Worse yet, the “tweaks” to make the new tier 6 Mega Raids more “rewarding” felt false outside of the Mega Energy rewards. Both in-person and Remote Mega Raid ball counts are lower, by about 3-5 balls compared to regular raids with similar completion times, which isn’t a big deal for common Pokemon with high catch rates, but it’s a painful loss for legendaries. For those wondering why this is, it seems that despite being a tier 6 raid, being a “Mega” means it’s using the same nerfed pool regular tier 4 Megas use, except with extra Energy and a small chance to earn XL Rare Candy if you raid in person (I got a grand total of 3 XL candy after doing over 20 in-person raids during that event).

We’re not done yet, though. People raiding from their cars or spoofing to raid has been an issue since release, but it’s been worse since COVID struck, so even when there’s a hot new raid, I’m standing alone outside unable to speak with whoever might be nearby. Even with Remote Raiding to boost fair play numbers, I don’t have time to send invites, answer questions people text me, and help RL friends who might be tagging along. Regular raids are less of a problem, but Mega Legendaries really show the lack of in-game communication (that won’t reveal your RL location) is what caps the game’s difficulty level.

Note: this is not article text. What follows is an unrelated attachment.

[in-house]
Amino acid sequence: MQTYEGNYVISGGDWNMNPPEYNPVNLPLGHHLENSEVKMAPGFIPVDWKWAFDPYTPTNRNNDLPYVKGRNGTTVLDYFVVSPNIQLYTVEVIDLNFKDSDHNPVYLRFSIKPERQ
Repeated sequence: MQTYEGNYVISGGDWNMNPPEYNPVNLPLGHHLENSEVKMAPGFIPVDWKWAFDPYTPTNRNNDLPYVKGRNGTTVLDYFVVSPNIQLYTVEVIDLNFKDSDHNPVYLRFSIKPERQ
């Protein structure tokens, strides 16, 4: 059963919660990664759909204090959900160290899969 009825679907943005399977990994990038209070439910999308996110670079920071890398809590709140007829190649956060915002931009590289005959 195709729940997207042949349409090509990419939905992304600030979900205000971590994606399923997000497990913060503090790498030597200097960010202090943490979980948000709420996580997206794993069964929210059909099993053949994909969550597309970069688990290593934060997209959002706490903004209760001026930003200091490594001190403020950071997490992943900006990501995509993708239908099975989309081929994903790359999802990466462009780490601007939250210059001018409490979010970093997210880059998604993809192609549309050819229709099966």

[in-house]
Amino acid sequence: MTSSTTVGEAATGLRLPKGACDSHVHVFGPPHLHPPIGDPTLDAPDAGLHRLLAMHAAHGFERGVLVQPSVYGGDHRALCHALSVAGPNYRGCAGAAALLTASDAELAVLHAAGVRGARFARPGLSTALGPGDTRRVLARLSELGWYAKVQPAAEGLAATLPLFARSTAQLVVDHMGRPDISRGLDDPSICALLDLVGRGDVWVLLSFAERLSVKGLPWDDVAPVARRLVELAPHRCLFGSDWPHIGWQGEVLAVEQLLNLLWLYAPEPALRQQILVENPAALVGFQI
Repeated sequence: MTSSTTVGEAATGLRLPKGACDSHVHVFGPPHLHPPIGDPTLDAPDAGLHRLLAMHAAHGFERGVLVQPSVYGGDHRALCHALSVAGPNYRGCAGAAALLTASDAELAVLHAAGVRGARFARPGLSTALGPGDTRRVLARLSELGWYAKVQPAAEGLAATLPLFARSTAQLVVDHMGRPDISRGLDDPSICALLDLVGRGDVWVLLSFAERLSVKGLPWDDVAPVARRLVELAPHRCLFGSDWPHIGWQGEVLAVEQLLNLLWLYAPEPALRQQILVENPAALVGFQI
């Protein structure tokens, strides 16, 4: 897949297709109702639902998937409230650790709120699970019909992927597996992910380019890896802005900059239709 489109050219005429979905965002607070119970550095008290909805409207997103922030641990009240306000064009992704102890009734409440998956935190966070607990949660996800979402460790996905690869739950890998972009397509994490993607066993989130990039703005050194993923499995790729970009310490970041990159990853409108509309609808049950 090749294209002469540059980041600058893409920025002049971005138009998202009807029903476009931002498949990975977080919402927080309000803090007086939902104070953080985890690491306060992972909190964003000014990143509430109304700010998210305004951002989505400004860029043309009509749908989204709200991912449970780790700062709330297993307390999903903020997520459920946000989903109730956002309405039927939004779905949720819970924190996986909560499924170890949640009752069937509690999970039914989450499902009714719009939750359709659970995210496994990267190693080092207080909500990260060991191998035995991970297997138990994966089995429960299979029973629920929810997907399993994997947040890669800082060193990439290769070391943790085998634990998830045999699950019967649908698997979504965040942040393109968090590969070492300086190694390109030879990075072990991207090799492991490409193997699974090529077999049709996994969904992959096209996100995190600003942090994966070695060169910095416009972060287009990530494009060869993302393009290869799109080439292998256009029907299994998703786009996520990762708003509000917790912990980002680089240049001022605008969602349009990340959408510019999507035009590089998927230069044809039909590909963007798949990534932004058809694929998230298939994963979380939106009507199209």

Those of us who are lucky enough to have large raid groups to rely on are at a massive advantage that I doubt Niantic truly understands. After all, the recent Daily Incense came into being only when a Niantic lead’s mother complainednot the millions of rurals who have noted their issues for 5+ years. While it’s nice that more people are using the system, going from nearly no one to maybe 20% for the third iteration of a system only looks good on paper, not in practice.

Potential for growth

I am happy with the improvements to the Mega system, no doubt about it. It personally helps someone like me who invested a lot in the earlier system, but I’m a minority. That being said, I do think a few tweaks could really help things out.

  1. Make the Max Level evolution perk zero days, High Level 3 days, and Base Level 5 days. People wanted the Megas to be free. A free one once in a while is nice, but it’s still cumbersome. Remember, I’m saying this as someone who has all the advantages: I’m fine with a “nerf” here. We need it.
  2. Allow spare energy of the same tier to be converted to “Rare Energy,” similar to Rare Candy in that you can use it for anything but within the same category. That means Beedrill Energy could be turned into Pidgeot Energy, but not Blastoise, Gyarados, or Latios Energy.
  3. Aside from Mega Legendaries, cycle out Mega Raids and offer straight purchasing of one-time Mega evolutions for coins/cash, maybe at 100 coins to match the raid cost. It better matches the games, gets rid of FOMO, can still bring in money, and gives players better raiding options.
  4. Use Mega Legendaries as the new endgame by buffing the rewards. More energy, more balls, maybe even higher chances of shinies.